Approximately 7.6 million animals enter shelters each year, but less than a third of those animals get adopted. That results in 2.7 million dogs and cats being euthanized each year in America, according to the ASPCA. That’s 2.7 million animals that have had their lives cut short for no reason other than there was no room for them.
Fortunately, there is a way to change these statistics. More and more counties and cities are creating bans that prohibit pet stores from selling commercially bred puppies. At least 59 cities and counties currently have these bans, including 38 in Florida. If pet stores in these areas want to sell dogs, they have to sell rescues.
Unfortunately, the adorable puppies you see at pet stores usually come from puppy mills: large-scale commercial dog-breeding companies that value profit over the well-being of the dogs. Puppy mill dogs often suffer from stress, illness, disease and hereditary problems due to their crowded, unsanitary conditions. These bans on pet store stocks should be adopted nationwide. There is no logical reason why companies breed dogs while there are perfectly good ones waiting at shelters.
Judy Sarullo, executive director of Pet Rescue By Judy, agrees.
“There are so many abandoned animals and [such] an overpopulation of animals, it seems irresponsible to raise them for profit when the need is already so great,” she said. “A ban would mean the animals here would not have to compete with for-profit animals and more animals would be rescued.”
Carolina Devine, public relations coordinator at Orange County Animal Services, also emphasizes the animal overpopulation problem.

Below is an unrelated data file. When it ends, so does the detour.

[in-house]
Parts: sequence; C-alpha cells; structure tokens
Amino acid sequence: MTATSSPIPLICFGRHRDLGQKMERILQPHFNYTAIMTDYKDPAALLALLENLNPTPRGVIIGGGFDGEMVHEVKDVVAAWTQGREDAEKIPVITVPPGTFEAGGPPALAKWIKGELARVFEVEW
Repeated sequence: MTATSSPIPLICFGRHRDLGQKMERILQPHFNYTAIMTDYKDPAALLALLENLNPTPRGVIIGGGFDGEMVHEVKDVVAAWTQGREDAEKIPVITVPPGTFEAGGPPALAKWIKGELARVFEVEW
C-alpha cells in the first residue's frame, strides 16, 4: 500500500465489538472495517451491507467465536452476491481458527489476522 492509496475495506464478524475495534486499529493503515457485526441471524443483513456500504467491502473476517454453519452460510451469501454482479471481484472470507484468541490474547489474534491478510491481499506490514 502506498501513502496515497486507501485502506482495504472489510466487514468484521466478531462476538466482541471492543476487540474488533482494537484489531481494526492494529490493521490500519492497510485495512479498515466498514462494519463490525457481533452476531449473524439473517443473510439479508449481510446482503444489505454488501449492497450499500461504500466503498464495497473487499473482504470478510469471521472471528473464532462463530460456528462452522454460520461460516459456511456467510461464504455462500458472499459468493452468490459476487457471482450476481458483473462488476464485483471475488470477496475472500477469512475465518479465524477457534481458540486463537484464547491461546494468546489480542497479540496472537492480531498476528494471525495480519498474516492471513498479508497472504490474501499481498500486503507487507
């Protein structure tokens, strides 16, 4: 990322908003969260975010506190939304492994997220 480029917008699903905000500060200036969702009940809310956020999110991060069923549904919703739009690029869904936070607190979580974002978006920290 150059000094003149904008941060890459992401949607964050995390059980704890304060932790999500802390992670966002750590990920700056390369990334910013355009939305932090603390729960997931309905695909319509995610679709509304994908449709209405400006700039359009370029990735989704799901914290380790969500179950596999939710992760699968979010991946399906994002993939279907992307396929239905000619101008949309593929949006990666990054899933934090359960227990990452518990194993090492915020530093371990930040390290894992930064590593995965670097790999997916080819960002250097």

“When someone chooses to adopt an animal, as opposed to going to a pet store or breeder, they are saving a life, opening up a space in the shelter and helping us combat the pet overpopulation problem in our community,” she said.
All of the pets I have owned have been rescues, from my dog to my two cats and even my rabbit. Until pet stores in your area are banned from selling commercially bred animals, I urge you to adopt from a shelter.
“Our shelter receives an average of 53 pets every single day. Unfortunately, we do not have 53 people adopting every day, which means there are more homeless pets than there are homes,” Devine said. “We encourage everyone to adopt or rescue a pet, as there are so many great pets in need of a home.”
Imagine a world where every animal is happy, healthy and safe. According to the Humane Society, if just one of every five Americans wanting to add a pet to their family in the next year adopted from a shelter or rescue, not one single healthy cat or dog would lose its life in a shelter. This can become a reality if there was a nationwide ban on pet stores selling commercially bred animals.
Isabelle D'Antonio is a Contributing Columnist for the Central Florida Future.